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Extracting Copper From Ore (3 Favorites)

LAB in Reduction, Classification of Reactions, Oxidation. Last updated July 18, 2017.


Summary

In this lab, students extract copper from copper carbonate using two different methods, and then determine which industrial method is most effective.

Grade Level

High school

Objectives

By the end of this lesson, students should be able to

  • properly identify types of chemical reactions.
  • demonstrate the ability to extract copper from ore.
  • calculate the grams of product formed from moles of reactant.
  • identify which substance is being reduced and which is oxidized during a redox reaction.

Chemistry Topics

This lesson supports students’ understanding of

  • Classification of reactions
  • Reactions and stoichiometry
  • Oxidation
  • Reduction

Time

Teacher Preparation: 1 hour

Lesson: 90–100 minutes

Materials

  • Crucible with cover
  • Balance
  • 1,000-mL and 100-mL beakers
  • Bunsen burner
  • Ring stand
  • Pipe-stem triangle
  • Hot plate
  • Glass stirring rod
  • Crucible tongs
  • Copper(II) carbonate
  • Charcoal
  • 1-M sulfuric acid
  • Scrap iron

Safety

  • Always wear safety goggles when working with chemicals in a laboratory setting.
  • Use caution around open flames and use proper safety equipment when working with hot glassware.
  • When working with acids, if any solution gets on students’ skin, they should immediately alert you and thoroughly flush their skin with water.
  • Students should wash their hands thoroughly before leaving the lab.
  • When students complete the lab, instruct them how to clean up their materials and dispose of any chemicals.

Teacher Notes

Students are required to produce their own data table for this lab – you may work through this together as a class to prevent errors.

For the Student

Lesson

Background

Most metals found on earth are not found in their elemental state, but rather they are combined with one or more other elements. The mixtures of minerals that contain these recoverable metals are called ores. Metal ore is a type of rock from which a metal can be extracted. Ores are most often oxides; a common example is hematite (Fe2O3). But metals can also be found in sulfides (like ZnS), sulfates (like BaSO4), or carbonates—like what you will work with today. Copper can be found in a couple of different ores—one of which is malachite, which contains copper(II) carbonate.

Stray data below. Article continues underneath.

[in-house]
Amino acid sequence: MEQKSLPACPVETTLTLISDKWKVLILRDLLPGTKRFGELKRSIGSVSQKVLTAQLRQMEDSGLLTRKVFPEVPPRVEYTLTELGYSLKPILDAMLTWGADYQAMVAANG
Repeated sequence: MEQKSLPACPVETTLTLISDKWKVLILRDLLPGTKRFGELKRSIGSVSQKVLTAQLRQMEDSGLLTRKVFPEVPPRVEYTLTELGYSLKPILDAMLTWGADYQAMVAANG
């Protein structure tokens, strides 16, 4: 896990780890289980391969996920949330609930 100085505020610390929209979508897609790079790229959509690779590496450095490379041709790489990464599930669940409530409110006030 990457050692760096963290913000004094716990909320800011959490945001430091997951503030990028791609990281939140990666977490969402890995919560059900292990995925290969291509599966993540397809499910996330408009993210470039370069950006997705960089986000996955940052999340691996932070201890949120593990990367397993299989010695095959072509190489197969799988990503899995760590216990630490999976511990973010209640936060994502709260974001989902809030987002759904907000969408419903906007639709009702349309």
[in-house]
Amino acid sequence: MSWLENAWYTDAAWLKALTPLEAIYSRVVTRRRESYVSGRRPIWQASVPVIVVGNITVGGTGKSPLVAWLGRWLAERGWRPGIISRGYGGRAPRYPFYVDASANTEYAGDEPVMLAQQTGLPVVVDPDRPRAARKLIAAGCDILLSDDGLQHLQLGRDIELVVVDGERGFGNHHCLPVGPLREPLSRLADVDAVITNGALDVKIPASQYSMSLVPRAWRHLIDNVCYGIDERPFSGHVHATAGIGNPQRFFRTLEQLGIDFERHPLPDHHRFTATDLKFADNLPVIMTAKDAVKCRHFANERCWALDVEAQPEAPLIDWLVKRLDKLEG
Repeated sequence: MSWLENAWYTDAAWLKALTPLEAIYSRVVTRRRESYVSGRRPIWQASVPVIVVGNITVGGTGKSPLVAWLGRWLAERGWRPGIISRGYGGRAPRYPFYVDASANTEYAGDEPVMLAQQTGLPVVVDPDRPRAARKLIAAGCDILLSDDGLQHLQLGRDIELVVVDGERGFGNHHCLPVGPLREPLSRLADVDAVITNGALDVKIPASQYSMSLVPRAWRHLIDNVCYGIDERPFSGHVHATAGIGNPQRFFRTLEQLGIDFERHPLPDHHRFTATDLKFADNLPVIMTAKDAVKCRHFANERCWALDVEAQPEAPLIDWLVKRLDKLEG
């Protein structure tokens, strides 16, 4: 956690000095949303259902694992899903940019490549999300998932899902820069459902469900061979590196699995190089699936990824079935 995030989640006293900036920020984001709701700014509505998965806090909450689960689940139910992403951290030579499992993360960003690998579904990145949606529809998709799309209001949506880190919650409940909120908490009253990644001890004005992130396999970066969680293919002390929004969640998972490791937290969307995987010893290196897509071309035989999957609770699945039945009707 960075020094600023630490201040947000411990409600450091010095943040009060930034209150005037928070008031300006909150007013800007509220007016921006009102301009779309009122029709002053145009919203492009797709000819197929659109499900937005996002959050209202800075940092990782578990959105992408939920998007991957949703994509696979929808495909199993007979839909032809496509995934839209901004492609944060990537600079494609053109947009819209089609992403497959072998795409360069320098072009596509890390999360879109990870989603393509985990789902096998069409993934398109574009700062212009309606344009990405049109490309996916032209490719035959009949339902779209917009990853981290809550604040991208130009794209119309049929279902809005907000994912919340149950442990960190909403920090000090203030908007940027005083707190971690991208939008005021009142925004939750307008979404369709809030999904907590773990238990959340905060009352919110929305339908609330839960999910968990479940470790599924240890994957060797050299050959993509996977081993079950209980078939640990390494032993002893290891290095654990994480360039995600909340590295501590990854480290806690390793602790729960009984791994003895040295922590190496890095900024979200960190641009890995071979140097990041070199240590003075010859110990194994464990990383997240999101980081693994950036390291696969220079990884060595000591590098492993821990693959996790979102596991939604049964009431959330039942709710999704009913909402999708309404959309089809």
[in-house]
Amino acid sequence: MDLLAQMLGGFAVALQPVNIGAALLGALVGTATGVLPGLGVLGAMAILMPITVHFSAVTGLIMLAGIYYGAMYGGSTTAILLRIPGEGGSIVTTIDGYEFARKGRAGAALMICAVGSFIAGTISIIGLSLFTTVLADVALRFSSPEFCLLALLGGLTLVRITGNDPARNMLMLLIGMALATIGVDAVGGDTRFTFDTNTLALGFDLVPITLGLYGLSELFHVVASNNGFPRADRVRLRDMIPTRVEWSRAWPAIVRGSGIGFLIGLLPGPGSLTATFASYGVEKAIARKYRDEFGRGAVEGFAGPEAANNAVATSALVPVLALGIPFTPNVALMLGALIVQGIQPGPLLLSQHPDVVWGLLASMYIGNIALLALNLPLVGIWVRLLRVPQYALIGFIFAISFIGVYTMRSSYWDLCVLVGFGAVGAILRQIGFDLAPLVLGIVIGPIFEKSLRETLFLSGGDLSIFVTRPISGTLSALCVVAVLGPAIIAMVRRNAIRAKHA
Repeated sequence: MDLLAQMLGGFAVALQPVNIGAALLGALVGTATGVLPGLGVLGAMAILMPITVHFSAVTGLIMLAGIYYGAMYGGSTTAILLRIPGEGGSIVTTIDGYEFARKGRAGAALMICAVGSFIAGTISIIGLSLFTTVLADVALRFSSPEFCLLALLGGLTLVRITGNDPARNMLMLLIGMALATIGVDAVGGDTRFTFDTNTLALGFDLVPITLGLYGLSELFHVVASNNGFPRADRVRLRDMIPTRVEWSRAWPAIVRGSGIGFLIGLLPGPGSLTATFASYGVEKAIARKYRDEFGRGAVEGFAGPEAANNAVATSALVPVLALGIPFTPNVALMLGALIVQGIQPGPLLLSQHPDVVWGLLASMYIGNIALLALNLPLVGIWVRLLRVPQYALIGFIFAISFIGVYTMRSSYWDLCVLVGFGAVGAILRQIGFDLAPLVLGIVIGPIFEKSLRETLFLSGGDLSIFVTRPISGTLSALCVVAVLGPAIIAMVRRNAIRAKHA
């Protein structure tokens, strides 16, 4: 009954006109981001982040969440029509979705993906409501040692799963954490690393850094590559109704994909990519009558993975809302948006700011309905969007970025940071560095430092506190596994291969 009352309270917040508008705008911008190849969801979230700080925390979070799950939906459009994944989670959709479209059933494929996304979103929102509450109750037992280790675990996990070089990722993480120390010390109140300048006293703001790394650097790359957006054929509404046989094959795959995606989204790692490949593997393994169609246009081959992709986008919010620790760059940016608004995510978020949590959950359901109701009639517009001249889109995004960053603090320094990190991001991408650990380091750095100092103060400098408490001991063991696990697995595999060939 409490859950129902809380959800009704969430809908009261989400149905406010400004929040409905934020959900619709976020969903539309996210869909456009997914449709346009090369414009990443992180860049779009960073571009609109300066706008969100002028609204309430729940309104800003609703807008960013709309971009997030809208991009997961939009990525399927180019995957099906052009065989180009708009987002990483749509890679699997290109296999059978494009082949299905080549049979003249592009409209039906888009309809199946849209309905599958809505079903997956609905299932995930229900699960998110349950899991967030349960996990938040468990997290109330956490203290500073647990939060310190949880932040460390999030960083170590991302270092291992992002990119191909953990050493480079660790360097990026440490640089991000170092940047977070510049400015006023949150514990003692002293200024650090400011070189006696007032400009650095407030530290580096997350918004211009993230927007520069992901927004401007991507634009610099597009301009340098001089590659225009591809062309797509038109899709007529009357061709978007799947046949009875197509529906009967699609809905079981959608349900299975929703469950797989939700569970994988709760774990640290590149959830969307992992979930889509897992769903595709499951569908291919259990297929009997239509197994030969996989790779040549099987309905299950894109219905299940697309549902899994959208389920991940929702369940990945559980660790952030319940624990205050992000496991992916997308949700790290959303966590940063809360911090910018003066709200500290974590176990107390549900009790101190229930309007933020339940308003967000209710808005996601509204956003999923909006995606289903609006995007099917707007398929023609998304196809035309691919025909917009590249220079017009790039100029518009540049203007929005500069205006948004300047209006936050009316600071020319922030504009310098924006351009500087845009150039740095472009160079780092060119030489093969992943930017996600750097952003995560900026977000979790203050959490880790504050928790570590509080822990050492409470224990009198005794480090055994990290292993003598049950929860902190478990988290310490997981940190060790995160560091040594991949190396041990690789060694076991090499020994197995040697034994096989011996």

In this lab, you will extract copper from copper carbonate in two different ways, and then determine which industrial method is most effective.

Method #1: Smelting

Smelting involves the use of a high-heat blast furnace and a reducing agent (like coke, which is a form of carbon) to extract the metal. In this case it is a two-stage reaction.

Stage 1: CuCO3 (s) ⇾ CuO (s) + CO2 (g)
Stage 2: 2 CuO (s) + C (s) ⇾ 2 Cu (s) + CO2 (g)

Method #2: Displacement

This method involves dissolving the ore in acid, then adding a cheap, but reactive metal to the solution to replace the copper. The first stage of this reaction occurs in two parts, occurring almost simultaneously. The second stage occurs after adding another metal (in this case, iron), to the solution.

Stage 1:
[part A] H2SO4 (aq) + CuCO3 (s) ⇾ CuSO4 (aq) + H2CO3 (aq)
[part B] H2CO3 (aq) ⇾ H2O (l) + CO2 (g)

Stage 2: CuSO4 (aq) + Fe (s) ⇾ FeSO4 (aq) + Cu (s)

Purpose

To extract copper from copper carbonate in two different ways and determine which industrial method is most effective.

Materials

  • Crucible with cover
  • Balance
  • 1,000-mL and 100-mL beakers
  • Bunsen burner
  • Ring stand
  • Pipe-stem triangle
  • Hot plate
  • Glass stirring rod
  • Crucible tongs
  • Copper(II) carbonate
  • Charcoal
  • 1M sulfuric acid
  • Scrap iron

Safety

  • Always wear safety goggles when working with chemicals in a laboratory setting.
  • Use caution around open flames and use proper safety equipment when working with hot glassware.

Procedure

Part 1: Smelting

  1. Record the mass of a clean/dry crucible.
  2. Place approximately one gram of copper(II) carbonate in the crucible. Record the mass of copper(II) carbonate.
  3. Place the crucible, without the lid, on a pipe-stem triangle (See figure 1)
  4. Heat the crucible over a hot flame. Stir the powder with a glass stirring rod until all of it turns black.
  5. After all the copper(II) carbonate in the crucible has turned to a black color weigh out one gram of powdered charcoal in a weighing boat. (Charcoal consists mainly of carbon).
  6. Turn off the burner and add the charcoal to the crucible. Using a glass rod, stir the two substances in the crucible together until they are thoroughly mixed.
  7. Heat the crucible, with the lid on, over a strong flame of the Bunsen burner for 15 min. After 15 minutes, turn the flame off and allow the crucible to cool for 10 minutes.
  8. Using crucible tongs, pour the substance from the crucible into a 1000-mL beaker 2/3 full of water. Use the glass rod to scrape the contents out of the crucible and into the beaker. Return the crucible to the pipe-stem triangle to cool.